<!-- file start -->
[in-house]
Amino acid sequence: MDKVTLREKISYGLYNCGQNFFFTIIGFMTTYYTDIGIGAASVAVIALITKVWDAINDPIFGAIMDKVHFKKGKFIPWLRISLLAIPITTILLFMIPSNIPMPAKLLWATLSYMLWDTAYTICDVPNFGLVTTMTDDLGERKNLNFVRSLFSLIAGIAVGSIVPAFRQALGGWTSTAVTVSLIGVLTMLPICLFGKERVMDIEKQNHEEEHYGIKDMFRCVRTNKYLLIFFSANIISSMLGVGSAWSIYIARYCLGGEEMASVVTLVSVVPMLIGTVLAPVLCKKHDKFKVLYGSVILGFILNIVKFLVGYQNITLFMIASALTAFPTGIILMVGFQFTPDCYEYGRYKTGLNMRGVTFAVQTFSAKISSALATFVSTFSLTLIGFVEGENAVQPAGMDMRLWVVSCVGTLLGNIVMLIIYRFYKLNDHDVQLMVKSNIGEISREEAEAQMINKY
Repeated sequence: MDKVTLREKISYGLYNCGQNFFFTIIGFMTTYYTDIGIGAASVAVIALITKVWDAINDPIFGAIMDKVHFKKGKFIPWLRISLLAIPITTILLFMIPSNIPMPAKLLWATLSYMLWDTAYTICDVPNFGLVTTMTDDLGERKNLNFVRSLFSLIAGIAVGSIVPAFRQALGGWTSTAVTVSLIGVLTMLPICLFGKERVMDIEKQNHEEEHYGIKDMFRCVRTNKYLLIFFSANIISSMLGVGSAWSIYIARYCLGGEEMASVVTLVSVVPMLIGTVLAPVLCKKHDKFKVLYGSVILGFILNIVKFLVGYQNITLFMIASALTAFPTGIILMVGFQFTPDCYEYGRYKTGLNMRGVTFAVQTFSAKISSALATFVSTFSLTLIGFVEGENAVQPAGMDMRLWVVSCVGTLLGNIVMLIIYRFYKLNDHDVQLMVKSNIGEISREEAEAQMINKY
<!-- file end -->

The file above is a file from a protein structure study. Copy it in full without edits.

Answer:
[in-house]
Amino acid sequence: MDKVTLREKISYGLYNCGQNFFFTIIGFMTTYYTDIGIGAASVAVIALITKVWDAINDPIFGAIMDKVHFKKGKFIPWLRISLLAIPITTILLFMIPSNIPMPAKLLWATLSYMLWDTAYTICDVPNFGLVTTMTDDLGERKNLNFVRSLFSLIAGIAVGSIVPAFRQALGGWTSTAVTVSLIGVLTMLPICLFGKERVMDIEKQNHEEEHYGIKDMFRCVRTNKYLLIFFSANIISSMLGVGSAWSIYIARYCLGGEEMASVVTLVSVVPMLIGTVLAPVLCKKHDKFKVLYGSVILGFILNIVKFLVGYQNITLFMIASALTAFPTGIILMVGFQFTPDCYEYGRYKTGLNMRGVTFAVQTFSAKISSALATFVSTFSLTLIGFVEGENAVQPAGMDMRLWVVSCVGTLLGNIVMLIIYRFYKLNDHDVQLMVKSNIGEISREEAEAQMINKY
Repeated sequence: MDKVTLREKISYGLYNCGQNFFFTIIGFMTTYYTDIGIGAASVAVIALITKVWDAINDPIFGAIMDKVHFKKGKFIPWLRISLLAIPITTILLFMIPSNIPMPAKLLWATLSYMLWDTAYTICDVPNFGLVTTMTDDLGERKNLNFVRSLFSLIAGIAVGSIVPAFRQALGGWTSTAVTVSLIGVLTMLPICLFGKERVMDIEKQNHEEEHYGIKDMFRCVRTNKYLLIFFSANIISSMLGVGSAWSIYIARYCLGGEEMASVVTLVSVVPMLIGTVLAPVLCKKHDKFKVLYGSVILGFILNIVKFLVGYQNITLFMIASALTAFPTGIILMVGFQFTPDCYEYGRYKTGLNMRGVTFAVQTFSAKISSALATFVSTFSLTLIGFVEGENAVQPAGMDMRLWVVSCVGTLLGNIVMLIIYRFYKLNDHDVQLMVKSNIGEISREEAEAQMINKY